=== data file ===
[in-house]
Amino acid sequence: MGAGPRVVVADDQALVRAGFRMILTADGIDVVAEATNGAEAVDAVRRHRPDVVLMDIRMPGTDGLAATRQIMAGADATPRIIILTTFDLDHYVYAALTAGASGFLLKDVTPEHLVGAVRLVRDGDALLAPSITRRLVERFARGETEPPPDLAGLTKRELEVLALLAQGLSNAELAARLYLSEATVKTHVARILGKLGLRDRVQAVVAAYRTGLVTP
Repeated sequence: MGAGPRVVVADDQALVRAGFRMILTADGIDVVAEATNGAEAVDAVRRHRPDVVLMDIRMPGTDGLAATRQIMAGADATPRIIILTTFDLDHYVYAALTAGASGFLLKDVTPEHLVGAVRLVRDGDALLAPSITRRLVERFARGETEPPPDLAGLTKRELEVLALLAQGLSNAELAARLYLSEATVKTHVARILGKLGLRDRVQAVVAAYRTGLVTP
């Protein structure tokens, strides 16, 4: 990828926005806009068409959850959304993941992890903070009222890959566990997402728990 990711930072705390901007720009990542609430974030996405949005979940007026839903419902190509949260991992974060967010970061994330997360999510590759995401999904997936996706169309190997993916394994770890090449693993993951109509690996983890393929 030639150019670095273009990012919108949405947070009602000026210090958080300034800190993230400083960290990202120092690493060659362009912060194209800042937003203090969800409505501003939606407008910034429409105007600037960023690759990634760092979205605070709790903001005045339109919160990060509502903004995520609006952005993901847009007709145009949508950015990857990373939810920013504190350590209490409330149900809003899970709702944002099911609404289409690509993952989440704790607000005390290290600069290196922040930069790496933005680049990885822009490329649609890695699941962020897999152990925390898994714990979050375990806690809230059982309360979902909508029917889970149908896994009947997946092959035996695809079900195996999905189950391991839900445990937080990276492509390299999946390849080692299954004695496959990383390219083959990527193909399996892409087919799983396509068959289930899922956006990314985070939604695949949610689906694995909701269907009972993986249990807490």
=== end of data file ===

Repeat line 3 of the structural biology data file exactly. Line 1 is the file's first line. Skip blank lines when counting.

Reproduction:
Repeated sequence: MGAGPRVVVADDQALVRAGFRMILTADGIDVVAEATNGAEAVDAVRRHRPDVVLMDIRMPGTDGLAATRQIMAGADATPRIIILTTFDLDHYVYAALTAGASGFLLKDVTPEHLVGAVRLVRDGDALLAPSITRRLVERFARGETEPPPDLAGLTKRELEVLALLAQGLSNAELAARLYLSEATVKTHVARILGKLGLRDRVQAVVAAYRTGLVTP